There is a new study out of the Netherlands, published in the Journal of Medical Internet Research, which examines how fully-automated lifestyle interventions are creating new opportunities for more effective personal health management.
In short, the combination of self-tracking and persuasive eCoaching is a promising modern and accessible methodology. We’re particularly interested in this work because a better understanding of how digital programs can improve health outcomes, and how humans like to interact with them, helps us design better software. We’re also pleased that we’re already using, and refining, many of the most important techniques identified in the study.
The JMIR study asks these two fundamental questions:
1) What are the key components of self-tracking and persuasive eCoaching that affect health outcomes, usability, and adherence to automated healthy lifestyle interventions?
2) How should digital programs and technology be designed to improve health outcomes, usability, and/or adherence?
The study concludes that healthcare apps designed with a focus on the following components saw the greatest positive influence on health outcomes.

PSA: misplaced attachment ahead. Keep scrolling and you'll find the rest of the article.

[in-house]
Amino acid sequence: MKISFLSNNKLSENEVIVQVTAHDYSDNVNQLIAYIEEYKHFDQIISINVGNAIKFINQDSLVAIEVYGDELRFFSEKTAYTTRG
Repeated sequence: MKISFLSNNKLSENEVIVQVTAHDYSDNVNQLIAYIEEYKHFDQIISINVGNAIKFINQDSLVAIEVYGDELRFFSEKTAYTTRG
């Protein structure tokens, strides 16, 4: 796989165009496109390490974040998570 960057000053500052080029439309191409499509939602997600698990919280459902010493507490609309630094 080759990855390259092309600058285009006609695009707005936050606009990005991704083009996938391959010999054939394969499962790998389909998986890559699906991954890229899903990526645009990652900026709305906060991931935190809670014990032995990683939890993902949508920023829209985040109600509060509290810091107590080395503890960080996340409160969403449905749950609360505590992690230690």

· Reduction – training time & information
· Personalization – self-tracking data & interface
· Simulation – health technique & behavior
· Suggestion/Praise – positive encouragement
· Goal-setting – set your objective
· Reminders – daily reminders to users
· Integration – self-tracking & persuasive eCoaching
· Face-to-face instruction – during implementation.
Most important among these were found to be reduction, personalization, simulation, praise, and reminders. However, it’s clear to us that how all of these items are combined into an intuitive program drives the best results, meaning, it’s important to have a healthy mix of these components in any product.
The study also suggests something else that interests us: objective measurements of people’s lifestyle patterns (i.e. data) are usually more reliable than their own estimations, which are based on biased memories and biological sensing. This suggests that more reliable measurements will become an even more essential component in lifestyle behavior change, enabling users to develop a greater awareness of their actual lifestyle, not the one they think they have.